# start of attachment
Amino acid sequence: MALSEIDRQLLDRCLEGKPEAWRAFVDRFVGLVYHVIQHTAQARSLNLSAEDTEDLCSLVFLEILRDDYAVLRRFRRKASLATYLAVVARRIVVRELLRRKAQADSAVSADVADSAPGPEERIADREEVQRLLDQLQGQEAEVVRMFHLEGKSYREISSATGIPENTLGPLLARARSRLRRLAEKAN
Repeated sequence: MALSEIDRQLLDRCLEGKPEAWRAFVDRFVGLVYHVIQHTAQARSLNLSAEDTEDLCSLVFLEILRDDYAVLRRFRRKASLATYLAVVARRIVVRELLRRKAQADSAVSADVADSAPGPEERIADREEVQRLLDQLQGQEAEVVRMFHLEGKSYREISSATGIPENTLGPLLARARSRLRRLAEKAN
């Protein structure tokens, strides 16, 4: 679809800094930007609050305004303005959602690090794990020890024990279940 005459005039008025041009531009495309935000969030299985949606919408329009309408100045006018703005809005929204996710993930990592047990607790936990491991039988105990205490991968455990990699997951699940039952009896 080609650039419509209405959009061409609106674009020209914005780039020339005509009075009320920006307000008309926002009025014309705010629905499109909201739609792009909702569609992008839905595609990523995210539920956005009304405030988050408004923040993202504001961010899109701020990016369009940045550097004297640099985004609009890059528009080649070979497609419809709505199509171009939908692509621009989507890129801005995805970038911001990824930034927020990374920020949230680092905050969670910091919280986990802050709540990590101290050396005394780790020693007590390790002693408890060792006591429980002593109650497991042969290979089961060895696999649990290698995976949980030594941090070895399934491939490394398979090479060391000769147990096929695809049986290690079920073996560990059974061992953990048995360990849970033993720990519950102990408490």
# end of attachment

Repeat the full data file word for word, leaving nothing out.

Amino acid sequence: MALSEIDRQLLDRCLEGKPEAWRAFVDRFVGLVYHVIQHTAQARSLNLSAEDTEDLCSLVFLEILRDDYAVLRRFRRKASLATYLAVVARRIVVRELLRRKAQADSAVSADVADSAPGPEERIADREEVQRLLDQLQGQEAEVVRMFHLEGKSYREISSATGIPENTLGPLLARARSRLRRLAEKAN
Repeated sequence: MALSEIDRQLLDRCLEGKPEAWRAFVDRFVGLVYHVIQHTAQARSLNLSAEDTEDLCSLVFLEILRDDYAVLRRFRRKASLATYLAVVARRIVVRELLRRKAQADSAVSADVADSAPGPEERIADREEVQRLLDQLQGQEAEVVRMFHLEGKSYREISSATGIPENTLGPLLARARSRLRRLAEKAN
């Protein structure tokens, strides 16, 4: 679809800094930007609050305004303005959602690090794990020890024990279940 005459005039008025041009531009495309935000969030299985949606919408329009309408100045006018703005809005929204996710993930990592047990607790936990491991039988105990205490991968455990990699997951699940039952009896 080609650039419509209405959009061409609106674009020209914005780039020339005509009075009320920006307000008309926002009025014309705010629905499109909201739609792009909702569609992008839905595609990523995210539920956005009304405030988050408004923040993202504001961010899109701020990016369009940045550097004297640099985004609009890059528009080649070979497609419809709505199509171009939908692509621009989507890129801005995805970038911001990824930034927020990374920020949230680092905050969670910091919280986990802050709540990590101290050396005394780790020693007590390790002693408890060792006591429980002593109650497991042969290979089961060895696999649990290698995976949980030594941090070895399934491939490394398979090479060391000769147990096929695809049986290690079920073996560990059974061992953990048995360990849970033993720990519950102990408490």